South-South cooperation in health: bringing in theory, politics, history, and social justice

Anne Emanuelle Birn, Carles Muntaner, Zabia Afzal

Research output: Contribution to journalArticle

2 Citations (Scopus)

Abstract

Since the mid-2000s, the practice of South-South cooperation in health (SSC) has attracted growing attention among policymakers, health and foreign affairs ministries, global health agencies, and scholars from a range of fields. But the South-South label elucidates little about the actual content of the cooperation and conflates the "where" with the "who, what, how, and why". While there have been some attempts to theorize global health diplomacy and South-South cooperation generally, these efforts do not sufficiently distinguish among the different kinds of practices and political values that fall under the South-South rubric, ranging from economic and geopolitical interests to social justice forms of solidarity. In the spirit of deepening theoretical, historical, and social justice analyses of SSC, this article: (1) critically revisits international relations theories that seek to explain SSC, exploring Marxian and other heterodox theories ignored in the mainstream literature; (2) traces the historical provenance of a variety of forms of SSC; and (3) introduces the concept of social justice-oriented South-South.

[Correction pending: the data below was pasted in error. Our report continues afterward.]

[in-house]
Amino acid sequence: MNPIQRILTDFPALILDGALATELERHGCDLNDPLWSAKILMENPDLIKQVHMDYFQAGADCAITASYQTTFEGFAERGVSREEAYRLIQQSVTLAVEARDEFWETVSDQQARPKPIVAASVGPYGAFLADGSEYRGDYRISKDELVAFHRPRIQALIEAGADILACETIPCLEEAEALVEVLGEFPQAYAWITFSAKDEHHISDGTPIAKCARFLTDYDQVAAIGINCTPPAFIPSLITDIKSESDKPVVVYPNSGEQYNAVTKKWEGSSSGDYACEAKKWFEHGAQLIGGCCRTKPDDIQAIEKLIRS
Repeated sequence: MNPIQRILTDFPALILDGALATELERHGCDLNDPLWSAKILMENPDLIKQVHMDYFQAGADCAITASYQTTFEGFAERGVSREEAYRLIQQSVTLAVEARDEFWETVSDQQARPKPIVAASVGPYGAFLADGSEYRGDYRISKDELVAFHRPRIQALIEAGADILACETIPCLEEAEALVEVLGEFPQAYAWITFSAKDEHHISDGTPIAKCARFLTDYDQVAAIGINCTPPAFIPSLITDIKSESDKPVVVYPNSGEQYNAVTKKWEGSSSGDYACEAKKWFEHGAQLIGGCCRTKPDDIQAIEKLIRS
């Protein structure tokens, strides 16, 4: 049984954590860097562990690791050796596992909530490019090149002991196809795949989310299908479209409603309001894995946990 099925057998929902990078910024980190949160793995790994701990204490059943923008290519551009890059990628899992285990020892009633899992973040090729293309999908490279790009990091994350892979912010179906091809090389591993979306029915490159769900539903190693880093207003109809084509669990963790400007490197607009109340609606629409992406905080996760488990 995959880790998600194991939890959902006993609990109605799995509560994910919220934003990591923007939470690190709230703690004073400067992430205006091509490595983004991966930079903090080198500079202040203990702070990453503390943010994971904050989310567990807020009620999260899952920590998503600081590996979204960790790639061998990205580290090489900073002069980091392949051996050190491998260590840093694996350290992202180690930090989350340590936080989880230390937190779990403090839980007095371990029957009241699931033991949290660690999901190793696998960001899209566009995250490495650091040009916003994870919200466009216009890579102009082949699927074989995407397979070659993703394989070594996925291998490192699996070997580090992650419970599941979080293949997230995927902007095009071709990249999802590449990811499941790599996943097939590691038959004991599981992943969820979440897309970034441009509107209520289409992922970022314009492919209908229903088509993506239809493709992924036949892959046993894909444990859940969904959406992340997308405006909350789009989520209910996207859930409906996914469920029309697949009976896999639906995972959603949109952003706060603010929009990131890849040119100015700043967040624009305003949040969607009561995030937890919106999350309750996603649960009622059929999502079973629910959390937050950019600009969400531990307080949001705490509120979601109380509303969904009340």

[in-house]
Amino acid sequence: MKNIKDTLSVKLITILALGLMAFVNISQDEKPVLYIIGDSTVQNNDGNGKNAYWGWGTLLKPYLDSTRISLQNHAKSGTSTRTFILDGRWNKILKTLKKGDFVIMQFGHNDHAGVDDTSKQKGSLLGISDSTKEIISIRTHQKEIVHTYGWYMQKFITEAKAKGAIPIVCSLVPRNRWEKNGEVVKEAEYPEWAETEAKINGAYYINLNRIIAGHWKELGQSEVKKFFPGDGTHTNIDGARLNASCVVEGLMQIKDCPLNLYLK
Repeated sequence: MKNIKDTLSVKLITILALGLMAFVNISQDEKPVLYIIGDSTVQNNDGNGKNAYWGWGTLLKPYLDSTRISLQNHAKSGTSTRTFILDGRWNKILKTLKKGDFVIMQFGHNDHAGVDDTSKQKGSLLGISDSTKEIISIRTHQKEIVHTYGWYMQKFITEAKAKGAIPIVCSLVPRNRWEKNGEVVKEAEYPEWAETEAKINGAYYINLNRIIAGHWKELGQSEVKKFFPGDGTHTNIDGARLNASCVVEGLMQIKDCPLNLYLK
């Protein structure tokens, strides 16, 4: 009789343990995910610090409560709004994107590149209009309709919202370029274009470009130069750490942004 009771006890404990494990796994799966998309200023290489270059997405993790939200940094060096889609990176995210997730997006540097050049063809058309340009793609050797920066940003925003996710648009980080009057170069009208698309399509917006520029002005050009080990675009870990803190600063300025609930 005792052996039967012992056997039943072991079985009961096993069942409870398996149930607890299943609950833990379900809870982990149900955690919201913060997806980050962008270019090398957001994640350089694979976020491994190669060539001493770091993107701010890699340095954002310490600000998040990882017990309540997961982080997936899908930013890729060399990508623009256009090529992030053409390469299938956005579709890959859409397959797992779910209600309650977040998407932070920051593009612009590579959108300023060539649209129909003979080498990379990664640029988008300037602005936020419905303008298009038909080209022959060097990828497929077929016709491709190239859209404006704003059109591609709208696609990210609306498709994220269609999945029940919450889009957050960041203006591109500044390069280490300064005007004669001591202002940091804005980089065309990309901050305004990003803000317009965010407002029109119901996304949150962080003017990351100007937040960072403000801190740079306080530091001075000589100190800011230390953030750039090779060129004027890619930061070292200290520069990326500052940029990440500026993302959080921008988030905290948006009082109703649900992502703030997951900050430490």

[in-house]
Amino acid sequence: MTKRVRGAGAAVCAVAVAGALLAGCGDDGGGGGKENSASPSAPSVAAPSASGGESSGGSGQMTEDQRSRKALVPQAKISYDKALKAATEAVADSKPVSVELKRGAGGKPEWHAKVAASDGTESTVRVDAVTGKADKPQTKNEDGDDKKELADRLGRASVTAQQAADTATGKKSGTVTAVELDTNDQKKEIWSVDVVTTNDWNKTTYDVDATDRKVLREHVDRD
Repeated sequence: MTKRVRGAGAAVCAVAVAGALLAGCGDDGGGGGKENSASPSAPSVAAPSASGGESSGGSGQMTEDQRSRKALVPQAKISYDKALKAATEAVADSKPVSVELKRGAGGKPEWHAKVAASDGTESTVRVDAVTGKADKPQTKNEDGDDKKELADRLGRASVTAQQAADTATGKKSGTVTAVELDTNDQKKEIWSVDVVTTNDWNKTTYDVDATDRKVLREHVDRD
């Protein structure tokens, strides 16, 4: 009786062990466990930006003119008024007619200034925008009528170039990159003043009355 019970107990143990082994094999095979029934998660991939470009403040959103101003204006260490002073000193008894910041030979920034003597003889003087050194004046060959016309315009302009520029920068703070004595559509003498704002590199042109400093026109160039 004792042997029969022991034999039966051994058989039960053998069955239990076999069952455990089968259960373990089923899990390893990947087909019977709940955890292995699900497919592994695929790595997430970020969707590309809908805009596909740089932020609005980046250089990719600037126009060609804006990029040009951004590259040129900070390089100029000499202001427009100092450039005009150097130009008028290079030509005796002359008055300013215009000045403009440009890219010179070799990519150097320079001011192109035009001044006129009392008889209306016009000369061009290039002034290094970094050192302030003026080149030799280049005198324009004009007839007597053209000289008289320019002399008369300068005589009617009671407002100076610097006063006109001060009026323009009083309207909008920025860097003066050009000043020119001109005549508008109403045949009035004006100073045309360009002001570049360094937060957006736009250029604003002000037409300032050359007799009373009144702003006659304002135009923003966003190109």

Original languageEnglish
Pages (from-to)e00194616
JournalCadernos de Saude Publica
Volume33Suppl 2
DOIs
Publication statusPublished - 2017 Oct 2
Externally publishedYes

    Fingerprint

ASJC Scopus subject areas

  • Public Health, Environmental and Occupational Health

Cite this